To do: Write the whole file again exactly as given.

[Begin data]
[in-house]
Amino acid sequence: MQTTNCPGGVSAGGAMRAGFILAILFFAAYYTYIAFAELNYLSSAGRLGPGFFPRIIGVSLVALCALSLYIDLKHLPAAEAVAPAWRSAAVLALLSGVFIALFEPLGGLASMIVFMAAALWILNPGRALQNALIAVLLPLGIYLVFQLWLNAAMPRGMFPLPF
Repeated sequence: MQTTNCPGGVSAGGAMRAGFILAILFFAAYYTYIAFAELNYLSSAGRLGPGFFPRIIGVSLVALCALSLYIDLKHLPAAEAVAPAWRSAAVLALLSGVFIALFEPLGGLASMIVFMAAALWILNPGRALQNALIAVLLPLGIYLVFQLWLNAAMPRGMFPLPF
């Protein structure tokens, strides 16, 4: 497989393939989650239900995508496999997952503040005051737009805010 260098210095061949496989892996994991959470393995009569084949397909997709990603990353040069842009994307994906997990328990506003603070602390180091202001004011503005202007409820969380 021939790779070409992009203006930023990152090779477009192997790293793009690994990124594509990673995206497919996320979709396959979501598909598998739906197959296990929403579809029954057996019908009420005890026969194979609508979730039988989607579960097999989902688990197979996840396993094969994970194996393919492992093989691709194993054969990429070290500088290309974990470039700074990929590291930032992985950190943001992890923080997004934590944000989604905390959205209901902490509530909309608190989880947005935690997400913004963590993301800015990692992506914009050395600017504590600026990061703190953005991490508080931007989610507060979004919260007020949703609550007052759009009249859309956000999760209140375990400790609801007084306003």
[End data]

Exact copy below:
[in-house]
Amino acid sequence: MQTTNCPGGVSAGGAMRAGFILAILFFAAYYTYIAFAELNYLSSAGRLGPGFFPRIIGVSLVALCALSLYIDLKHLPAAEAVAPAWRSAAVLALLSGVFIALFEPLGGLASMIVFMAAALWILNPGRALQNALIAVLLPLGIYLVFQLWLNAAMPRGMFPLPF
Repeated sequence: MQTTNCPGGVSAGGAMRAGFILAILFFAAYYTYIAFAELNYLSSAGRLGPGFFPRIIGVSLVALCALSLYIDLKHLPAAEAVAPAWRSAAVLALLSGVFIALFEPLGGLASMIVFMAAALWILNPGRALQNALIAVLLPLGIYLVFQLWLNAAMPRGMFPLPF
């Protein structure tokens, strides 16, 4: 497989393939989650239900995508496999997952503040005051737009805010 260098210095061949496989892996994991959470393995009569084949397909997709990603990353040069842009994307994906997990328990506003603070602390180091202001004011503005202007409820969380 021939790779070409992009203006930023990152090779477009192997790293793009690994990124594509990673995206497919996320979709396959979501598909598998739906197959296990929403579809029954057996019908009420005890026969194979609508979730039988989607579960097999989902688990197979996840396993094969994970194996393919492992093989691709194993054969990429070290500088290309974990470039700074990929590291930032992985950190943001992890923080997004934590944000989604905390959205209901902490509530909309608190989880947005935690997400913004963590993301800015990692992506914009050395600017504590600026990061703190953005991490508080931007989610507060979004919260007020949703609550007052759009009249859309956000999760209140375990400790609801007084306003």